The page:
After the Wide World of Sales and the articles that I found this month, the idea of 'options' emerged as a key thread. Diverse funeral offerings are in high demand. Unique funerals are in demand. With so many choices and possibilities, families want to know what is available, the price range, and the services that go along with it. They should understand the differences and feel completely informed about the how and the why, whether it's a traditional plot or blasting ashes into space. The ability to make complete and informed decisions carries even more weight than it may have in the past, because everyone's experience can potentially be heard. This won't come as a surprise to anyone, but as I continue to work on this project I am constantly reminded how much more visible our industry is now, and how many people are thinking about the issues we deal with day to day.
NPR & Funeral Home Pricing
In February, NPR ran a two-part investigative report into cremation costs and funeral home pricing information, which found, in their view, that funeral home home prices are still "unclear" and obtaining that information can be a challenge, especially for consumers who want to shop around. The individuals they spoke with, however, were trying to find services at need, which always adds a layer of complexity and emotion to the process.
The ICCFA Wireless Newsletter put it best - noting that all of the concerns discussed in the piece "had one element in common: there was no preplanning or prearrangement involved." There is a sense, especially in a piece that is driven by the consumer story, that misinformation and leverage are the operating guidelines and I think we all know that is not that case. I also think we know that no cemeteries are selling the actual, physical process of cremation as a differentiator - it's the funeral home, it's the service, it's the arrangements - the whole package that each home can provide. This idea that using the same crematory but charging a different price is misleading at best, but, especially with the access to information we have today, perception becomes reality a lot quicker than it used to.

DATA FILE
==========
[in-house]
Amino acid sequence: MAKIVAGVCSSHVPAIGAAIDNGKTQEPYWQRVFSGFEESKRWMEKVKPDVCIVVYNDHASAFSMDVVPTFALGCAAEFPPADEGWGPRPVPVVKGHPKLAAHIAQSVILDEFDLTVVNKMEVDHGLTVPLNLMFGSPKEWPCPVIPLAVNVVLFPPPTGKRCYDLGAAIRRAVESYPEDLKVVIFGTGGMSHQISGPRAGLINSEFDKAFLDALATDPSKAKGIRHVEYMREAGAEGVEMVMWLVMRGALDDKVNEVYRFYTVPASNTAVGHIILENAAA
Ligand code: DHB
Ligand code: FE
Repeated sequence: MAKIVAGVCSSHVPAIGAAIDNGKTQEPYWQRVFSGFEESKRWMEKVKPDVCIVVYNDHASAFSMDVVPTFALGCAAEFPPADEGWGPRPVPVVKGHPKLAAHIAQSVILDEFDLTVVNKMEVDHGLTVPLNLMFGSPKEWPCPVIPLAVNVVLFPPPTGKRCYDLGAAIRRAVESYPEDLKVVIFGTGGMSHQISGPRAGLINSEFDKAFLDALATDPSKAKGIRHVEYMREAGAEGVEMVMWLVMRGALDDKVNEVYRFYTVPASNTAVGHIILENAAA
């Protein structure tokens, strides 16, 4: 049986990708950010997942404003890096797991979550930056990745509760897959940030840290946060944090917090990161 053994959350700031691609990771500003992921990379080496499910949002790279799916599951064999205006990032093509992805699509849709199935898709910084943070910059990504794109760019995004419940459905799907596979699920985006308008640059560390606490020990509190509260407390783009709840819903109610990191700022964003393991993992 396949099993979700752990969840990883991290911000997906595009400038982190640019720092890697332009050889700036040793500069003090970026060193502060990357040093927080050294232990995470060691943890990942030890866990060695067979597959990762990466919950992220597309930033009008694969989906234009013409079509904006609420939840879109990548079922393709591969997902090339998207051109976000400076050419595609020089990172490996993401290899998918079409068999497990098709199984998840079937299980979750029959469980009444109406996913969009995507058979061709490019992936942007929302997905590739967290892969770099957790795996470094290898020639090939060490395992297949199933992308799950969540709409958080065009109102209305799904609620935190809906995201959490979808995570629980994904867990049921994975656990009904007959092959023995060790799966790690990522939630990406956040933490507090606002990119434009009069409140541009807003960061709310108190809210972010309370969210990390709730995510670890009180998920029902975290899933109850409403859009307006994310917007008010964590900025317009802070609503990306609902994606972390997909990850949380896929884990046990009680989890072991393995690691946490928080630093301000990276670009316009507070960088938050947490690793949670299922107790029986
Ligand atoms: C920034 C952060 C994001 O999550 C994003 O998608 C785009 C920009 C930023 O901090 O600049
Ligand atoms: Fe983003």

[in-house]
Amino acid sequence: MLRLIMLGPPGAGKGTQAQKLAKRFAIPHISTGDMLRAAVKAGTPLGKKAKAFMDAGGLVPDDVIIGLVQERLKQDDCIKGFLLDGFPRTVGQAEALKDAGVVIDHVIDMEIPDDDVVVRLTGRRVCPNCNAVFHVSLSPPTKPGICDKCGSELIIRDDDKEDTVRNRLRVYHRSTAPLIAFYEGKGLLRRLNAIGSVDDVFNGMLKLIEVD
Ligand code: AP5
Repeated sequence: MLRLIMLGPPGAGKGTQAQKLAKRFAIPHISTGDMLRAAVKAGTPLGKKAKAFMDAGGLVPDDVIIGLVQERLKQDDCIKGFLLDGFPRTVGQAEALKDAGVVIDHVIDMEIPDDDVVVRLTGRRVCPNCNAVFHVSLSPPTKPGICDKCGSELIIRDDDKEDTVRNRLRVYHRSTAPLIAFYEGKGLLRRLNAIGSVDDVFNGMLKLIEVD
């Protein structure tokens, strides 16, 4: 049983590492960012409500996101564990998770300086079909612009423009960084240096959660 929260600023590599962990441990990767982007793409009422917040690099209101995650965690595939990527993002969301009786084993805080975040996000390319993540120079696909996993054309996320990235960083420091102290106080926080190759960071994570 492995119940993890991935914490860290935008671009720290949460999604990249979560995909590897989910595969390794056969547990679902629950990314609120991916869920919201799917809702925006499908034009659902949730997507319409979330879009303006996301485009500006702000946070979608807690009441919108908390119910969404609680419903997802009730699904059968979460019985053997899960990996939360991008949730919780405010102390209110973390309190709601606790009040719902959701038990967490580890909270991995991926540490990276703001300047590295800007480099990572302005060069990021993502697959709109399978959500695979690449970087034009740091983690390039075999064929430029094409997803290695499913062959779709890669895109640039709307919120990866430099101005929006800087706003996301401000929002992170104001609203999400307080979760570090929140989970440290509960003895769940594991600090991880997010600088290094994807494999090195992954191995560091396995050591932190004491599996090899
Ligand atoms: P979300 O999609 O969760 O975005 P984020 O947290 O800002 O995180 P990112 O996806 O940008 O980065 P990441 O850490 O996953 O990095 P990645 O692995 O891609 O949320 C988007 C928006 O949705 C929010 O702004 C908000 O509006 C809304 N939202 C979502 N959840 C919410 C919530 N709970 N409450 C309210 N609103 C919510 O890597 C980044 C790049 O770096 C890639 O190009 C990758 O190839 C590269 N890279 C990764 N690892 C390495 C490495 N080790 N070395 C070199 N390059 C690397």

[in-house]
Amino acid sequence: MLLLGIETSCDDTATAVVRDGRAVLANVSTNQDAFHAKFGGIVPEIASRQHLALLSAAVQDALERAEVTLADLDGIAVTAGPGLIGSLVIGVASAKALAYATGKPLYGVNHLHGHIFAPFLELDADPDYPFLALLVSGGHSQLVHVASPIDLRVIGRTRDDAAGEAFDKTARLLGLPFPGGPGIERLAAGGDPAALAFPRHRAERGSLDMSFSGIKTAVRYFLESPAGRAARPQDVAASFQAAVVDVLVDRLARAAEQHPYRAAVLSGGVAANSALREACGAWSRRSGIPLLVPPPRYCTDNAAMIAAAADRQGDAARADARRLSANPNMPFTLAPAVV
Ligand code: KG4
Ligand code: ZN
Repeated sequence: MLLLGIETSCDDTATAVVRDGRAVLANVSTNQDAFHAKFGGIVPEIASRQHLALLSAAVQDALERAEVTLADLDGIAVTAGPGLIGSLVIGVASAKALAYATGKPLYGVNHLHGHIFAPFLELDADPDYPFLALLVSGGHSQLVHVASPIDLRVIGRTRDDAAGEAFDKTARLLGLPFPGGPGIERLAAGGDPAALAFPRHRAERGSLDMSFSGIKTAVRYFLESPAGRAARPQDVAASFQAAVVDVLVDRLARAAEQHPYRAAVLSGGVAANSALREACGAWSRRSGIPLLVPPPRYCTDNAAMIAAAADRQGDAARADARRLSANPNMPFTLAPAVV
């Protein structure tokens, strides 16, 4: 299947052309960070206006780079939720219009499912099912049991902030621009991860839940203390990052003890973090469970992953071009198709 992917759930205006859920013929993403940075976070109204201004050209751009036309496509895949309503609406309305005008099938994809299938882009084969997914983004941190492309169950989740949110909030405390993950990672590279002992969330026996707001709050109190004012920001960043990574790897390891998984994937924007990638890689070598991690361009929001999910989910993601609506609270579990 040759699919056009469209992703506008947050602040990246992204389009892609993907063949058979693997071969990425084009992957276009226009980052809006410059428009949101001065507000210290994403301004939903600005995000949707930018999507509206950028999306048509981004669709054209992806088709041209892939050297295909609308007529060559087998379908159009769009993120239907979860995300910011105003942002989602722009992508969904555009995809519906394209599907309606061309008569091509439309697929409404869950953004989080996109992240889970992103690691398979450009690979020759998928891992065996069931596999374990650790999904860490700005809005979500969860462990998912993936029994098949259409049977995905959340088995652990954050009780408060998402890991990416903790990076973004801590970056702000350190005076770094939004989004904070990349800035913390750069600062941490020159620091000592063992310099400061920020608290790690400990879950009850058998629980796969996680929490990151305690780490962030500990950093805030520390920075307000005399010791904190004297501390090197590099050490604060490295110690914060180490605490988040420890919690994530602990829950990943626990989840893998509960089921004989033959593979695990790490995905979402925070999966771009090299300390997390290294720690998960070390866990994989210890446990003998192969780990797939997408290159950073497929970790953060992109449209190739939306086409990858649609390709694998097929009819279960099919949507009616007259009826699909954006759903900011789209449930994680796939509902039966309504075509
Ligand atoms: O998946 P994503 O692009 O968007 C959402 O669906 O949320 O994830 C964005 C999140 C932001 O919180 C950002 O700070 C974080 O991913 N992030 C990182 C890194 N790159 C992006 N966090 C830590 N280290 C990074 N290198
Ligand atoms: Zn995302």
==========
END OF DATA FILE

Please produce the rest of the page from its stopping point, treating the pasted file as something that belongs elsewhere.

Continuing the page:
Death Cafes & Monument Conservation
Greenwood Cemetery in Brooklyn, NY used to be one of the largest tourist destinations in the entire country. It is historic, and massive, and thanks to their steady stream of public events, they continue to attract large crowds. In February, they hosted the second "Death Cafe," a salon style discussion around one theme: dying. It's a place to learn, ask questions, participate or simply sit there and listen. came across two more interesting programs they are running, one that is more of a community outreach thing and the other regarding the cemetery grounds themselves.
One thing that stood out was the mention of feeling anonymous and disconnected, especially in a place like New York, and many people "are unconnected to religious or civic institutions. 'We don't know funeral directors,' [Death Cafe facilitator Amy Cunningham] told Gothamist. 'We're roaming free and people are less sure about what's possible and what to do at the end of life.'" Absent a religious or spiritual advisor, what options do people have, and how can cemetery professionals try to step in to promote and nurture these conversations and experiences? Greenwood also recently just hired their first full-time conservator for their monuments and memorials. There is a great interview with Neela Wickremesinghe about their conservation studio and her upcoming projects over at Brownstoner.
Related Industry News
- In Kyoto, a cemetery is offering niche spaces for women who are either unmarried or do not want to buried at the husband's graves, as is traditional in Japan.
- A small coastal down in Northeast Japan is home to an unconnected telephone booth called the "Telephone of the Wind" where people can go to "call" and speak to their loved ones. This short documentary is quite moving.
- Relating to our blog last month, a bill just passed the Hawaiian Senate that will give terminally ill patients the option to access life-ending medications if they choose. Read more about that here.
- Pittsburgh Catholic ran an article called 'Ecology of burial: Choices reflect beliefs about afterlife', that takes a look at the practice of green burial through a religious perspective.